Basal energy requirements were calculated for each individual by indirect calorimetry and energy intake was reduced by 600 cal per day as previously described. Subjects were provided with 14-day menu plans and recipes and prepared meals in their homes. Participants attended at two weekly intervals for dietary counselling. Compliance was assessed by prospective 4-day diet records, which were analysed using Australian Food Composition Tables (FoodWorks Professional Version 3.02; Xyris Software, Highgate Hill, Australia Sodium, potassium, and protein intake were quantified by 24-h urine collections.

Exercise training comprised 40 min bicycle riding on alternate days at a moderate intensity of 65% of predetermined maximum heart rate67. This corresponded to target heart rates within the range 120 –145 bpm during exercise. Workload was increased as necessary to maintain target heart rate. Once a week, exercise was performed under supervision in our clinical laboratory at the Alfred Hospital Heart Centre. Other sessions were performed at the subjects’ homes using provided exercise bicycles and heart rate monitors. Subjects kept records of average heart rate during each exercise session. Compliance was assessed by review of heart rate records and at the end of the intervention from measures of maximal oxygen consumption during a continuous incremental cycle ergometry protocol, during which workload was increased by 20 W/min.

Participants in the control group were instructed to maintain their usual dietary and exercise habits. They attended our laboratory at the Heart Centre every 3 weeks for body weight and blood pressure assessment.

Plasma measurement of LCN2

All participants gave a fasted (12 h) blood sample collected from the antecubital vein using standard phlebotomy procedures. A resting blood sample was collected with participants seated. Subjects were asked to refrain from alcohol, caffeine and exercise training at least 24 h before blood donation. Plasma was isolated from peripheral blood that was collected into EDTA tubes and stored at − 20 °C. Plasma LCN2 abundance was measured in duplicates by enzyme-linked immunosorbent assay (ELISA) run in duplicate using the Human NGAL ELISA Kit (ElabScience, E-EL-H0096) according to the supplier’s guidelines. Intra-assay coefficients of variability were calculated and only samples with less than 15% variability were accepted. Overall inter-assay coefficient of variability was 5.4–9.7%.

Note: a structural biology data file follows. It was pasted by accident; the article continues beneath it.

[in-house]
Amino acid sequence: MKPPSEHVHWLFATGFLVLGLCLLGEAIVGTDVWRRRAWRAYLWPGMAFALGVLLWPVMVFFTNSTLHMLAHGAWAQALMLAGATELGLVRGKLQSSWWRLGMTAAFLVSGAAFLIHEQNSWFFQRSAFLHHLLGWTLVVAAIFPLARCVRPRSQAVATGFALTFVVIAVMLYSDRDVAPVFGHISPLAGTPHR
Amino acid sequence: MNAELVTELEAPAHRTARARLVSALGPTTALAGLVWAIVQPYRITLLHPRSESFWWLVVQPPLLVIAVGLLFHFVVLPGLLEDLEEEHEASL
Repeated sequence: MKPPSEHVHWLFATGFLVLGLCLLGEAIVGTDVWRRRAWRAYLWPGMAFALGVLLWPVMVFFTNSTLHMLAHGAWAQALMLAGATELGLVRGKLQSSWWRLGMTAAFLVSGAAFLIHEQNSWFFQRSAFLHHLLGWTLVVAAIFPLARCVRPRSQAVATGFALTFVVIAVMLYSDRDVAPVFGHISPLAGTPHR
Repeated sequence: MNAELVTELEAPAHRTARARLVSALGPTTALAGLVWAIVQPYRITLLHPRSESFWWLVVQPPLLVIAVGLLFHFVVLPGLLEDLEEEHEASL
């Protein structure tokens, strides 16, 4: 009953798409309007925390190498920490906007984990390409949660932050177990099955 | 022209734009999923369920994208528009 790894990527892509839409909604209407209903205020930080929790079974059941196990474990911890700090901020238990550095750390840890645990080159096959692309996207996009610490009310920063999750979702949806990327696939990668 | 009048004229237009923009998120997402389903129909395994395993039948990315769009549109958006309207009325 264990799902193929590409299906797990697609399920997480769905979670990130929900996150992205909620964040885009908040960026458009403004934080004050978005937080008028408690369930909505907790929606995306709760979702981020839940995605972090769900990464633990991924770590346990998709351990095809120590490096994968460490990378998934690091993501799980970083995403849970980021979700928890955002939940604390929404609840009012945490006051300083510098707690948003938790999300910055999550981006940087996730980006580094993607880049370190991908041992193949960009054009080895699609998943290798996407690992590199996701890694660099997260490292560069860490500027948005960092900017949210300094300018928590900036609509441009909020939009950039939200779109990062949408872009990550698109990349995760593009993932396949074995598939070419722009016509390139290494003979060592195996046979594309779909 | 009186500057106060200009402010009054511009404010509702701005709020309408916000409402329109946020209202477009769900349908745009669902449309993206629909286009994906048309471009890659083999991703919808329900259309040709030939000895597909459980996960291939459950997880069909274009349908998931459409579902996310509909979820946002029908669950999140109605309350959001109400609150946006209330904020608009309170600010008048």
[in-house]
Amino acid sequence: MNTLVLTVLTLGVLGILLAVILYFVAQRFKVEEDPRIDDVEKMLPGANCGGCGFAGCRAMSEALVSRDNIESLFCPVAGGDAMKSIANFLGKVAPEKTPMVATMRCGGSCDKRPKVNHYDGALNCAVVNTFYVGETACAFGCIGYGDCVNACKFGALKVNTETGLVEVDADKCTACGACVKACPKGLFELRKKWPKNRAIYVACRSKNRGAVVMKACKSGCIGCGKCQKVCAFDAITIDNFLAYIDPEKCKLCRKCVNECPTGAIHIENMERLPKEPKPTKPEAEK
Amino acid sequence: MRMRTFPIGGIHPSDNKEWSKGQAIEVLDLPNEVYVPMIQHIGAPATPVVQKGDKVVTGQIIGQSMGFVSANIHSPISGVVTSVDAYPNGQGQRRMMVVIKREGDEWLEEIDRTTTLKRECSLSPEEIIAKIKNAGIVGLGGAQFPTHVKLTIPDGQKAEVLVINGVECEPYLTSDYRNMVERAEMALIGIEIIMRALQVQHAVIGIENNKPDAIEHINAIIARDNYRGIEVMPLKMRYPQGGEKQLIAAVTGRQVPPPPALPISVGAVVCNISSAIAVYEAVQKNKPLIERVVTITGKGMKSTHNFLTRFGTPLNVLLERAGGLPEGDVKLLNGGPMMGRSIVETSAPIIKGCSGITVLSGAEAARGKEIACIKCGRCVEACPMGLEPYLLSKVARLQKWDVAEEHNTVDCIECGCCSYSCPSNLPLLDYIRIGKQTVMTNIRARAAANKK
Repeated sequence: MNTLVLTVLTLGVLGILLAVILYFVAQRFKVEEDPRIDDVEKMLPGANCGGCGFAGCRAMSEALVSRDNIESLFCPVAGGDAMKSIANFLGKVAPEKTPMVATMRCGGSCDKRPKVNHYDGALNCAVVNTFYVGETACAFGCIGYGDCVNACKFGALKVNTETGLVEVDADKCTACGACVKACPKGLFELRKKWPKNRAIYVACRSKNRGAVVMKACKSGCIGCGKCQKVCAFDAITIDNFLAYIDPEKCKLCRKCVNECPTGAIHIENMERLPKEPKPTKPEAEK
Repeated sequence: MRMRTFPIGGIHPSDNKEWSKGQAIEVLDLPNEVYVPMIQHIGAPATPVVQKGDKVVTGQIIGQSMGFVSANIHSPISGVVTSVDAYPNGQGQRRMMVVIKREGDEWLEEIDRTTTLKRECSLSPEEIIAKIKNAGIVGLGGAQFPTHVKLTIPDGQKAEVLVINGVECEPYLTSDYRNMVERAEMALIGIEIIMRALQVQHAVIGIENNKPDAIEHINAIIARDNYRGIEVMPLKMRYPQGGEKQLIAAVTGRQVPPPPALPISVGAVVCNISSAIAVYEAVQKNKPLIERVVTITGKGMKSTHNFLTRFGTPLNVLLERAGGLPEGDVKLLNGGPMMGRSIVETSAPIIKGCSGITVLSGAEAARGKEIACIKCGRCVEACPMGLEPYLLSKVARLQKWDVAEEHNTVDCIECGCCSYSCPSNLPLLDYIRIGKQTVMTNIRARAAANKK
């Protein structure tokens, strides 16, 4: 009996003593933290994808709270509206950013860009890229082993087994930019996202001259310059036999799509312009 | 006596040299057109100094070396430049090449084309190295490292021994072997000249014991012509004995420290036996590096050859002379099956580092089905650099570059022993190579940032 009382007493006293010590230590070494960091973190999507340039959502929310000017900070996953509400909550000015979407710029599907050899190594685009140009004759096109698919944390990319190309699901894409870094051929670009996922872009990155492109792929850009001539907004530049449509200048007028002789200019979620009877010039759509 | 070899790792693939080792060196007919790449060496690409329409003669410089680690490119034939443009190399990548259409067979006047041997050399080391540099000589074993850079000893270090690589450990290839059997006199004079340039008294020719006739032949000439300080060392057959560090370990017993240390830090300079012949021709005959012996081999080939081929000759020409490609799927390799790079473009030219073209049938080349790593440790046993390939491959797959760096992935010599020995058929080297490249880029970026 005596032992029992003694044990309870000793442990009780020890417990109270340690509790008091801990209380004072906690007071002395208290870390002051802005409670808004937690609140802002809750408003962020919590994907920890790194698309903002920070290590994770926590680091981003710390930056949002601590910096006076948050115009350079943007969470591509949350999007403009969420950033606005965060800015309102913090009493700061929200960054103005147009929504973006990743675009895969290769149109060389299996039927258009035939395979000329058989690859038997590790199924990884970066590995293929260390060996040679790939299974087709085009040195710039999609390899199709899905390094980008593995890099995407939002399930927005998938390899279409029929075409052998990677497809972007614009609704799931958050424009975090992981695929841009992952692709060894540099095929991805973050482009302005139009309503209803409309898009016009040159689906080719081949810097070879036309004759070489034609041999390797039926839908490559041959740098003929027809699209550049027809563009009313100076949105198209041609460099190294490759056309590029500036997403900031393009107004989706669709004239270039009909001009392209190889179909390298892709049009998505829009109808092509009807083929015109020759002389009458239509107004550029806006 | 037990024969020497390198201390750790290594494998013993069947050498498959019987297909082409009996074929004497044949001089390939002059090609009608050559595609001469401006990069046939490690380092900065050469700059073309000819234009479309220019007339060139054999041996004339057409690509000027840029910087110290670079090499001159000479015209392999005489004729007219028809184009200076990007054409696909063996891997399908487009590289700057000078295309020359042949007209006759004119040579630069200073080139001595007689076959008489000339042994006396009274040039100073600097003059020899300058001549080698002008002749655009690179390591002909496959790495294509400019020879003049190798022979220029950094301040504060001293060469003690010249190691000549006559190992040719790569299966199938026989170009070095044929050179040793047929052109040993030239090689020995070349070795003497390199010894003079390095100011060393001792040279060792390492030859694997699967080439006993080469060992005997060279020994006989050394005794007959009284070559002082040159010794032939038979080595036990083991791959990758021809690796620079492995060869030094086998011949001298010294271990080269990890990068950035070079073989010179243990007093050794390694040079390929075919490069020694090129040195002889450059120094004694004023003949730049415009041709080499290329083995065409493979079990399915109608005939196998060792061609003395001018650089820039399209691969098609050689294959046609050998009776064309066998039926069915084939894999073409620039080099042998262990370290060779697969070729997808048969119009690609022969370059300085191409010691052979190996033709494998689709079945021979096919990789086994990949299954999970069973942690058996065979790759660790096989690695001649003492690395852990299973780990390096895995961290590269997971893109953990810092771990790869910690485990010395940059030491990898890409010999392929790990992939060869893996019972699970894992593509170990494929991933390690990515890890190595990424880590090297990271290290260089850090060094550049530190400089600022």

Statistical analyses

Outliers were removed using the robust regression and outlier removal algorithm in GraphPad Prism (version 8.1.2, GraphPad Software, CA, USA, using a Q value of 2%. The ROUT algorithm is based on a nonlinear regression to fit an outlier-independent curve, which is then used to identify and remove outliers. Two controls and one athlete were excluded from the athlete and control cohorts based on the ROUT algorithm, with LCN2 concentrations of 1.638 ng/mL, 147.714 ng/mL, and 1.514 ng/mL. No participants were found to be outliers for the intervention cohorts. Data was first tested for normality using the D’Agostino-Pearson test for normality, and comparisons between controls and athletes were performed using two-tailed independent samples t-tests or Mann–Whitney U-tests for continuous variables, and chi-squared tests for categorical variables (i.e. biological sex) in SPSS (version 24, IBM, NY, USA, and the equalities of variances of variables between groups was computed using Levene’s test. Correlation between LCN2 levels and cardiovascular heath indicators (including systolic and diastolic blood pressure, mean arterial pressure, and central blood pressures) were calculated using Pearson’s correlation, with P-values further corrected for multiple comparisons using the ‘p.adjust’ function with the false discovery rate (FDR) correction argument in R (version 3.6.1, R Foundation, Vienna, Austria Sensitivity analysis of LCN2 levels and other significant cardiovascular factors was performed through usage of a forward stepwise linear regression analysis in SPSS, using the probability of F as an entry and exit factor at 0.15 and 0.20 respectively. An additional sensitivity analysis in the form of a forward stepwise binary logistic regression model was performed for the entire cohort as well as sex-specific subgroups, testing the predictability of athlete status from LCN2 concentration, cohort characteristics, and cardiovascular health indicators. The R2 (adjusted R2 values for linear regression models, Cox-Snell R2 values for binary logistic regression models), β, and P-values were reported alongside the general model equations.

Comparisons between controls, diet, or diet and exercise arms were performed using a mixed analysis of variance (MANOVA), with the comparison between the baseline and post-intervention observations as the within-group effect and the intervention type as the between-group effects. Multiple comparisons were subsequently performed using Tukey’s honest significance test. Correlations between initial and post-intervention plasma LCN2 concentration were performed using a Pearson’s correlation, with r and FDR-adjusted q-values reported. Data are reported as means, with error bars representing standard error of the mean (S.E.M.) or standard deviation (SD). The mean and standard deviation (S.D.) are reported for cohort characteristics. P or FDR q-values below 0.05 were considered significant.